Govt asked to suspend small-scale mining… to prevent environmental destruction

The government has been asked to suspend small-scale mining until effective measures are put in place to pro­tect the country’s forests, rivers, farmlands and environment from destruction.

This is because the country cannot continue to rely on infec­tive measures in the mining sector that leads to massive environ­mental degradation, pollution of water bodies and health hazards.

Audrey Quaye, a Senior Advisor to Ghana Environmental Advocacy Group, a non-govern­mental organisation, who made the call in an interview with the Ghanaian Times, said “we must develop a sustainable mining model for Ghanaianoperators before they are certified and licensed to undertake community and small-scale mining.”

She suggested strict and effec­tive regulation on mining, though the idea of local people being in the forefront of the sector and owning majority of concession­were intended to improve the economy and create jobs.

“The State Mining Corpo­ration mines were privatised. In the early 2000s other play­ers such as Newmont Mining entered Ghana’s gold mining sector and licenses were issued to small scale mining companies and the small scale mining sector was reserved by law for Ghana­ians, ”Ms Quaye, recalled.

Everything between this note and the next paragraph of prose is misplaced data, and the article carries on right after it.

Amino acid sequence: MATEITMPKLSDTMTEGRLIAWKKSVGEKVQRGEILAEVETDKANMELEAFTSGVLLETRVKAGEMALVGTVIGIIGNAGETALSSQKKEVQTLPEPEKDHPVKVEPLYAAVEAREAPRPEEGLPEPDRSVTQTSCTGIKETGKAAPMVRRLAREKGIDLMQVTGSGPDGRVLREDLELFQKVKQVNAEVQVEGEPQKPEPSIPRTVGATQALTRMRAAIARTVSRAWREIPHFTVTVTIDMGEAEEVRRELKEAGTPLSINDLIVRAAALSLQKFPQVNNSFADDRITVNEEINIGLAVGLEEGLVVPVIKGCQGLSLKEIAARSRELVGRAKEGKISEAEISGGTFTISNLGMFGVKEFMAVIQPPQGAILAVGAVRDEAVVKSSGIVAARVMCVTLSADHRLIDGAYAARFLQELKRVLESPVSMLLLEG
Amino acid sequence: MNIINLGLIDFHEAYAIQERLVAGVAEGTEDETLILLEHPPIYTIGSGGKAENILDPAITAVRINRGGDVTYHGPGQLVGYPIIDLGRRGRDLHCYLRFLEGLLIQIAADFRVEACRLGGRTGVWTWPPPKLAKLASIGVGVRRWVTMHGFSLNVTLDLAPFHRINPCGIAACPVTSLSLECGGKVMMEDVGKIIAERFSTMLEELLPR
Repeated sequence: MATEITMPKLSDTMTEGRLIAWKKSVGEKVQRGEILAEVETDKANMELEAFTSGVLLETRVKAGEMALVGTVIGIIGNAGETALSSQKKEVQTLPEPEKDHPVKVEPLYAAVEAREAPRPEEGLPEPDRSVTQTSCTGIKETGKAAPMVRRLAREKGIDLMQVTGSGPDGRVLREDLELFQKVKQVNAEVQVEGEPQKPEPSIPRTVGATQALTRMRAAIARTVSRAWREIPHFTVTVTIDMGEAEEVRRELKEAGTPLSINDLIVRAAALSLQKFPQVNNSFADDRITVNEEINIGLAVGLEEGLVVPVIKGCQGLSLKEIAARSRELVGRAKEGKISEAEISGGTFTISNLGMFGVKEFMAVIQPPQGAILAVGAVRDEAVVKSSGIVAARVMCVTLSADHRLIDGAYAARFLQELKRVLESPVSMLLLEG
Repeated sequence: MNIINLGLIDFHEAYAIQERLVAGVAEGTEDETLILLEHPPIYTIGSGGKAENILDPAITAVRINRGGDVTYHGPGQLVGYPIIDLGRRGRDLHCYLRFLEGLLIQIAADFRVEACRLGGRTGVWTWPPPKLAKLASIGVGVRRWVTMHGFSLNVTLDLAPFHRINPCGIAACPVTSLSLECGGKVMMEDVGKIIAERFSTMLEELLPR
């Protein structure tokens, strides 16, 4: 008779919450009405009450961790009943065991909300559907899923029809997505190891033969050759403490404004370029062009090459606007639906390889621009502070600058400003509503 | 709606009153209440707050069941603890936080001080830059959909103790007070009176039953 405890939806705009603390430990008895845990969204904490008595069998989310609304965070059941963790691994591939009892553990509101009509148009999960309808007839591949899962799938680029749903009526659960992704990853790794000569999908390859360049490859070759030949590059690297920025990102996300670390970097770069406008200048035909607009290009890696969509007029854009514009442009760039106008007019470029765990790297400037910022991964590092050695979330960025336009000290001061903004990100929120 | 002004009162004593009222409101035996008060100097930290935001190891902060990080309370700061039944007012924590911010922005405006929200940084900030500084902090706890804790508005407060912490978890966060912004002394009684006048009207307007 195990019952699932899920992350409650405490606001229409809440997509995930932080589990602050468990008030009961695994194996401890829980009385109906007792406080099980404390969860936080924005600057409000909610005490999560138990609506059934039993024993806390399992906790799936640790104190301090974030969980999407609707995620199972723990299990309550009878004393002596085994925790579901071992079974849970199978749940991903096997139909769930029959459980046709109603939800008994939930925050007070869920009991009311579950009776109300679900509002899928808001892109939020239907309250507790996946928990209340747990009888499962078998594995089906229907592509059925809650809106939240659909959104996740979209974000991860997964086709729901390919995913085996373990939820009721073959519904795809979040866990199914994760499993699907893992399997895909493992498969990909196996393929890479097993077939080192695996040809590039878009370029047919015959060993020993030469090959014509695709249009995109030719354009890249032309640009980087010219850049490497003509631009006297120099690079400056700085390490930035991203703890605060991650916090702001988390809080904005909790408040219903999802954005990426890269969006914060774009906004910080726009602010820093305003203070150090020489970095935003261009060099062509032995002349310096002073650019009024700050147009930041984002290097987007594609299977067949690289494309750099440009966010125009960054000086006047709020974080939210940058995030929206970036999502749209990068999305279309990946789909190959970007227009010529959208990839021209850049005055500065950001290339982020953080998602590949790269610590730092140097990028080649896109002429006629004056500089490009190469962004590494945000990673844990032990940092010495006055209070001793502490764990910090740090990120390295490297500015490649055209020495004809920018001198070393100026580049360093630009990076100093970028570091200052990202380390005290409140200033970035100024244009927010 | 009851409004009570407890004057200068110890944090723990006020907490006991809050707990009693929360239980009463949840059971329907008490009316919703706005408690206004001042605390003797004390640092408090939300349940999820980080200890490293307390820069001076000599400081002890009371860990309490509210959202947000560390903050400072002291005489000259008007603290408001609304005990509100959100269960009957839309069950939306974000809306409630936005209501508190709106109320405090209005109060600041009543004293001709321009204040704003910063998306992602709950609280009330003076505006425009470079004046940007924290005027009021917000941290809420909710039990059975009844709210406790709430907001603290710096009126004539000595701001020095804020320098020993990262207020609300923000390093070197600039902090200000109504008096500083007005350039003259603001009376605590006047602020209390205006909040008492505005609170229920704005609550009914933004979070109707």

She said despite the good intention, the time had come for the Ministry of Lands and Natural Resources and the Min­erals Commission to partner the country’s universities, to develop a sustainable mining model, to deal with pollution of water bodies and environmental degradation, as a result of small scale mining.

Ms Quaye noted that the country earned 10 per cent of the value of minerals mined as royal­ty, which was very small compared to the value of the country’s minerals.

She said in 2019, Ghana was the largest producer of gold in the World, but asked “what does the country have to show for this? The mining towns are ran down with limited amenities for the residents.”

Ms Quaye noted that the in­troduction of small scale mining unfortunately led to the emer­gence of illegal mining, popularly known as galamsey, adding that some small-scale miners used the same destructive methods as those of illegal miners.

She appealed to the govern­ment to focus on alternative sources of livelihoods such as ag­riculture, food processing, crafts and tourism, to accommodate the teaming youth engaging in illegal mining.

“They have caused tremen­dous damage to parts of the country’s land, farms and rivers, and lagoons. The polluted rivers have also had a negative impact on the health of people in affect­ed communities,” Ms Quaye said.

He called on communities to ensure that plans for community mining projects were stopped until sustainable mining practices were put in place prior to certifi­cation and licensing.


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